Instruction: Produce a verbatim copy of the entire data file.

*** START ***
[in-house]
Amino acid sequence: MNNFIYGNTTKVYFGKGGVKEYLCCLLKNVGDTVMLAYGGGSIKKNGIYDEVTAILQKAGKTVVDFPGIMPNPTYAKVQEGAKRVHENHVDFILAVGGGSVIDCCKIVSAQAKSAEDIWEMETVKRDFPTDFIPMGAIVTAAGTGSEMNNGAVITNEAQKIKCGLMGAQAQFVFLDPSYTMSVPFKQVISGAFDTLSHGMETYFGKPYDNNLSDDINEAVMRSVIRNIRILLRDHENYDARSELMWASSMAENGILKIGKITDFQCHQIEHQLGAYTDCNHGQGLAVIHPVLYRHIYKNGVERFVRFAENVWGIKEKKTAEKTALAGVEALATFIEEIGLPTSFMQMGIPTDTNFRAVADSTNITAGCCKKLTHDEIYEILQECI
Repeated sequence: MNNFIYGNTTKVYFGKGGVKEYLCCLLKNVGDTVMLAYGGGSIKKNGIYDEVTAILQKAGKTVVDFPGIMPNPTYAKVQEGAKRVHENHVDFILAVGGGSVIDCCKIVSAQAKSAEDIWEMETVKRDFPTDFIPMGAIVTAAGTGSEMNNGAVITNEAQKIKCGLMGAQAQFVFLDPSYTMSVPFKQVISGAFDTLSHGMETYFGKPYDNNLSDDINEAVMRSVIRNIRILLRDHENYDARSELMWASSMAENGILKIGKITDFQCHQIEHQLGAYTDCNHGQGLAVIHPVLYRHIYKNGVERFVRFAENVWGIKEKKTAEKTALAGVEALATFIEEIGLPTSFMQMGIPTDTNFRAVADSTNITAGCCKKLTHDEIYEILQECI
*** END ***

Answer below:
[in-house]
Amino acid sequence: MNNFIYGNTTKVYFGKGGVKEYLCCLLKNVGDTVMLAYGGGSIKKNGIYDEVTAILQKAGKTVVDFPGIMPNPTYAKVQEGAKRVHENHVDFILAVGGGSVIDCCKIVSAQAKSAEDIWEMETVKRDFPTDFIPMGAIVTAAGTGSEMNNGAVITNEAQKIKCGLMGAQAQFVFLDPSYTMSVPFKQVISGAFDTLSHGMETYFGKPYDNNLSDDINEAVMRSVIRNIRILLRDHENYDARSELMWASSMAENGILKIGKITDFQCHQIEHQLGAYTDCNHGQGLAVIHPVLYRHIYKNGVERFVRFAENVWGIKEKKTAEKTALAGVEALATFIEEIGLPTSFMQMGIPTDTNFRAVADSTNITAGCCKKLTHDEIYEILQECI
Repeated sequence: MNNFIYGNTTKVYFGKGGVKEYLCCLLKNVGDTVMLAYGGGSIKKNGIYDEVTAILQKAGKTVVDFPGIMPNPTYAKVQEGAKRVHENHVDFILAVGGGSVIDCCKIVSAQAKSAEDIWEMETVKRDFPTDFIPMGAIVTAAGTGSEMNNGAVITNEAQKIKCGLMGAQAQFVFLDPSYTMSVPFKQVISGAFDTLSHGMETYFGKPYDNNLSDDINEAVMRSVIRNIRILLRDHENYDARSELMWASSMAENGILKIGKITDFQCHQIEHQLGAYTDCNHGQGLAVIHPVLYRHIYKNGVERFVRFAENVWGIKEKKTAEKTALAGVEALATFIEEIGLPTSFMQMGIPTDTNFRAVADSTNITAGCCKKLTHDEIYEILQECI